I had what I thought was a confirmation from the Spirit, because the missionaries had taught me what that felt like, but when I read about and talked to Christians in other faiths, I realized that they also felt that the Spirit had confirmed to them that their belief was true as opposed to Mormonism. So either the spirit tells each person a different truth or else emotion enters into the equation and there is no spirit. Wars and mass slaughtering over thousands of years have resulted because a particular race felt that their religion was God’s religion and others should be eliminated in order to purify the world. And, the Mormons are no different in this way than others (Mountain Meadows Massacre and the doctrine of blood atonement).

    About a year ago I read Thomas Paine’s “Age Of Reason”. Because he wrote this, he was imprisoned in France because in the book he disproved the Bible by using only the Bible.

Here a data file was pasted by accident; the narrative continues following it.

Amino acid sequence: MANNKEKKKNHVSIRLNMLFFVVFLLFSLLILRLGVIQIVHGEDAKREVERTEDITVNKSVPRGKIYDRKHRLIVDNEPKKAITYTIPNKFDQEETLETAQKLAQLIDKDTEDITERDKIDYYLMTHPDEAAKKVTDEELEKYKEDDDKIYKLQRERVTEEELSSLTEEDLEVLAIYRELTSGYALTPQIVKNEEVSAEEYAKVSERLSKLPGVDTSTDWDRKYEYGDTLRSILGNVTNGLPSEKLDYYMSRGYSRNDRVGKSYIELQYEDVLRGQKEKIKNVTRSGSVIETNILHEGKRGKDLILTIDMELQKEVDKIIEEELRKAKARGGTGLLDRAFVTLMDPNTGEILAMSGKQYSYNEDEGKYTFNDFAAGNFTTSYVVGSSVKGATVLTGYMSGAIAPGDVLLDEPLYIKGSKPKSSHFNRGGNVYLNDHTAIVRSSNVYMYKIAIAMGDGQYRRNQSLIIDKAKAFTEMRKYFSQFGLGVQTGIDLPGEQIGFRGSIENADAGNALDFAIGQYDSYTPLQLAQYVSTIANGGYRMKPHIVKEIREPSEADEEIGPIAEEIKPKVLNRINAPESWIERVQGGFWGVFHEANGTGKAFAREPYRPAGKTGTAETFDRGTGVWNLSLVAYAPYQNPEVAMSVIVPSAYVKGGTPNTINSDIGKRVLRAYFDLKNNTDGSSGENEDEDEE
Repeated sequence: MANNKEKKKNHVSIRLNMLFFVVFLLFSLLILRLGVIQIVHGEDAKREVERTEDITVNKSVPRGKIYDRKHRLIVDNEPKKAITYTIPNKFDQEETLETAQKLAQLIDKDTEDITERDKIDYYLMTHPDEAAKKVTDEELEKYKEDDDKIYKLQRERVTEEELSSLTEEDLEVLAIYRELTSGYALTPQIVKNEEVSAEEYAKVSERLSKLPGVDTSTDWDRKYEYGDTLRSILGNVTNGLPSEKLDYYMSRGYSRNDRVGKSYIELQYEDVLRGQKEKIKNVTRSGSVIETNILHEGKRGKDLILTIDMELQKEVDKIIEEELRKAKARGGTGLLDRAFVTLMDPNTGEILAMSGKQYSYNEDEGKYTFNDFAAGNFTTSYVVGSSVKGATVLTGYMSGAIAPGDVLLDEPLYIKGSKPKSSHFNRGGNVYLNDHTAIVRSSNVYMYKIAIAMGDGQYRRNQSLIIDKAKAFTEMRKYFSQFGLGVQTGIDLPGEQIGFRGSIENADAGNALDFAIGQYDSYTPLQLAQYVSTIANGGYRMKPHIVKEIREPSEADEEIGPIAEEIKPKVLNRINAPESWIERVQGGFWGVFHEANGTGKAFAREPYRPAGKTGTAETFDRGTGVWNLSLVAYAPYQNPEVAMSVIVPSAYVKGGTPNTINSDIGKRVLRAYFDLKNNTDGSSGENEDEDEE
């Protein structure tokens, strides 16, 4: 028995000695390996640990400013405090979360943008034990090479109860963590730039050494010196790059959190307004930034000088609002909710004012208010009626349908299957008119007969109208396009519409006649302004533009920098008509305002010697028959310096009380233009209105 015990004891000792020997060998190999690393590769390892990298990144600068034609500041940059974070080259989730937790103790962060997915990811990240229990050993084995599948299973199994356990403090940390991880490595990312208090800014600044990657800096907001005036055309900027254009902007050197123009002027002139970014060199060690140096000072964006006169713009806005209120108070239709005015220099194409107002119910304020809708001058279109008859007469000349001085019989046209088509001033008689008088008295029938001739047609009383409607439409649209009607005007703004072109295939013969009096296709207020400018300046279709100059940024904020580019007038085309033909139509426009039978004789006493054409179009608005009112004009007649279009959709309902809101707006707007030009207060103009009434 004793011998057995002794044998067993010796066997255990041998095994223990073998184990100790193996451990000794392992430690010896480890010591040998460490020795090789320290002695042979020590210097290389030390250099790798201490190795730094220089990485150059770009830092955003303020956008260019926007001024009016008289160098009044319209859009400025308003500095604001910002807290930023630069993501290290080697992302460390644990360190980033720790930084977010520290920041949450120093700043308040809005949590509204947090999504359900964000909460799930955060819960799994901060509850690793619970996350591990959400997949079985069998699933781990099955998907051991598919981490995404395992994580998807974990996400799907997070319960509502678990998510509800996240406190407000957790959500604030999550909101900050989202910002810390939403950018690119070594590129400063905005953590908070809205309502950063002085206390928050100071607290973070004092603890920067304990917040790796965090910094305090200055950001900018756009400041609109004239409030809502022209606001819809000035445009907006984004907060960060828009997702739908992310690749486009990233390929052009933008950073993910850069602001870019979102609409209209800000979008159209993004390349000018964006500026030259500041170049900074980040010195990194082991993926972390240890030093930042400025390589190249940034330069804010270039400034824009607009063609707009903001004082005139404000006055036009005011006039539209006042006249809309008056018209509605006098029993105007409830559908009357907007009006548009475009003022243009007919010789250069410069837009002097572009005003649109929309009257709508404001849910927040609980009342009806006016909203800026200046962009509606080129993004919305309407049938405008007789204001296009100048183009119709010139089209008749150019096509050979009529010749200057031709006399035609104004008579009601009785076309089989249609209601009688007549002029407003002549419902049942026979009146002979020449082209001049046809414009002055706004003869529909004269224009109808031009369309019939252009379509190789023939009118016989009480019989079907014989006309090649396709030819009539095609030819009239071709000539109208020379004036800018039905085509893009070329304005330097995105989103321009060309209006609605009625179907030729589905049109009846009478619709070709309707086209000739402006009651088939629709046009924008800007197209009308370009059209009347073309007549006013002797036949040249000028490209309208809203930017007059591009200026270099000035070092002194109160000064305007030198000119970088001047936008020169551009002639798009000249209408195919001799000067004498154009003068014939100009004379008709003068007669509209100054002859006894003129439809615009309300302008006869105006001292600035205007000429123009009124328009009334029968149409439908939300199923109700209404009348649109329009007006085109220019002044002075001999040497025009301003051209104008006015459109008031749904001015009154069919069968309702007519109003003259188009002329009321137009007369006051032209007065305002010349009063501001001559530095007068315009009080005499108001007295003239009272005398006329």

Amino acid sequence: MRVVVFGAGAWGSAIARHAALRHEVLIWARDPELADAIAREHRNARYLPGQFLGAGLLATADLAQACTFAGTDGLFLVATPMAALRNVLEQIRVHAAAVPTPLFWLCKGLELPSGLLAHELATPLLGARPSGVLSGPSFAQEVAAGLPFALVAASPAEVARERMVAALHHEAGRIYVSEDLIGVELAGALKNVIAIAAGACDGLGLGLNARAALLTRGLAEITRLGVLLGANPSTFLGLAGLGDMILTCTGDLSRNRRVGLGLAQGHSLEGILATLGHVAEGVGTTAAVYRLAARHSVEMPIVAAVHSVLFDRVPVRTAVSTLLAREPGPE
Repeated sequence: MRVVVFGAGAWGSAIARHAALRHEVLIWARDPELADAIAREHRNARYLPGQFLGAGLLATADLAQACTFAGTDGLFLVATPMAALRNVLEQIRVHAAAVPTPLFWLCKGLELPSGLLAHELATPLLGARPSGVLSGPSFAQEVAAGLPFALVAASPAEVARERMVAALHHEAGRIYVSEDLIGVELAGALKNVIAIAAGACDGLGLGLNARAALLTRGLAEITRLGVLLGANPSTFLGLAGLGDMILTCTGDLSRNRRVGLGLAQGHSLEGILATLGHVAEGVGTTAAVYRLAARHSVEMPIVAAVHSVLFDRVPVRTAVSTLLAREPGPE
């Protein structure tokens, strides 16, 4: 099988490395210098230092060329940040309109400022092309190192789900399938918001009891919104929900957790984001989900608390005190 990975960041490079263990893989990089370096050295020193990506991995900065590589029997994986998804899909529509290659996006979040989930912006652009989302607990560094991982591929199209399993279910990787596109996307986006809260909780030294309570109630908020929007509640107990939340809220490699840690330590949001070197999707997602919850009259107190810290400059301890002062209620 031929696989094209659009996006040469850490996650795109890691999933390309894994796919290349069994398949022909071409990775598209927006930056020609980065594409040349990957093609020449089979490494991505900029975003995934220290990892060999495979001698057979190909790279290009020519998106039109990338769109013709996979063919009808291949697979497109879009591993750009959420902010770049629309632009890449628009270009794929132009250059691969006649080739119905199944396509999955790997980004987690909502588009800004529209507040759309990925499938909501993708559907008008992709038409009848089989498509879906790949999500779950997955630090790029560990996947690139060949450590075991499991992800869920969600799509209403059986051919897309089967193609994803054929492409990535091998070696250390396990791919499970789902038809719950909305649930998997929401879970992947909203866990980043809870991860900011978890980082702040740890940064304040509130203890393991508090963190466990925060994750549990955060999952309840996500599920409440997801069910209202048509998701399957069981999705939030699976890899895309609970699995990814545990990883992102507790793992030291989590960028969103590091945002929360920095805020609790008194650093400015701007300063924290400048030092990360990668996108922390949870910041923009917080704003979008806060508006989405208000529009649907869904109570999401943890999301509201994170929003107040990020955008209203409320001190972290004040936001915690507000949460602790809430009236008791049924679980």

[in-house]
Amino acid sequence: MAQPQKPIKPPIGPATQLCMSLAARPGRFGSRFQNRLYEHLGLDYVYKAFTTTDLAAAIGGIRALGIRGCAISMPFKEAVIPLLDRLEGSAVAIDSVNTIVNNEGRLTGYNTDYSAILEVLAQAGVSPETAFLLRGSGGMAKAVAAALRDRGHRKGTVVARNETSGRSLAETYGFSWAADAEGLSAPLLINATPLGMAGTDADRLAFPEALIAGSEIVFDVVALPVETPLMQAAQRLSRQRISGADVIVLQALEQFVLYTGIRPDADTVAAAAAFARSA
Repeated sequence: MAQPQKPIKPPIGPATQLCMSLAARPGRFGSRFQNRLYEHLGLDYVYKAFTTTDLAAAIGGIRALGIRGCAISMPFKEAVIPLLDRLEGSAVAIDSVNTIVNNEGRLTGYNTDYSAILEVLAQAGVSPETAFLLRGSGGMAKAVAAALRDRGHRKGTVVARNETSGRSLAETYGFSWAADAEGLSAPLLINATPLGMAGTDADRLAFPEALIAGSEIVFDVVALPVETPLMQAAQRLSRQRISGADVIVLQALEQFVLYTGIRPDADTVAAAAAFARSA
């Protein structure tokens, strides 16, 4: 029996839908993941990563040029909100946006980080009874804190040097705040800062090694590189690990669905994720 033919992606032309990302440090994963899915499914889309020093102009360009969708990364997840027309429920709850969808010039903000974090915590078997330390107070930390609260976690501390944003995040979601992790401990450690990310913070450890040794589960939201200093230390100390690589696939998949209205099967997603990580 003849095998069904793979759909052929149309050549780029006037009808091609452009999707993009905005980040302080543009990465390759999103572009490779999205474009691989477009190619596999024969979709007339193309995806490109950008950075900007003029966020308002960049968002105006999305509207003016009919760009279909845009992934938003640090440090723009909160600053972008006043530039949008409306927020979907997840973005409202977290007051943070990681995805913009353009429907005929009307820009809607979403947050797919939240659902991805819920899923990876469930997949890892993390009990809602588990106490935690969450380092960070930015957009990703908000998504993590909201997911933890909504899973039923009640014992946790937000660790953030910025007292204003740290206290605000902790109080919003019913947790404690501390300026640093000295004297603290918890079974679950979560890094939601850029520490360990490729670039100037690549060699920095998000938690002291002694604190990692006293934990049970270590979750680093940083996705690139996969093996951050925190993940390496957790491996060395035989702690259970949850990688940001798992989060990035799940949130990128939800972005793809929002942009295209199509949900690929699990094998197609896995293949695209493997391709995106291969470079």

Denver Snuffer did not voluntarily leave the church. According to his blogs, he had a run in with “The Strengthening The Members Committee”, that secret committee that keeps tabs on some people who might be a threat to the church. He was exed because he refused to take “Passing The Heavenly Gift” out of production. Had he known the right people he may still be in the church, as is John Dehlin and Tom Phillips, who even took the church to court in Britain.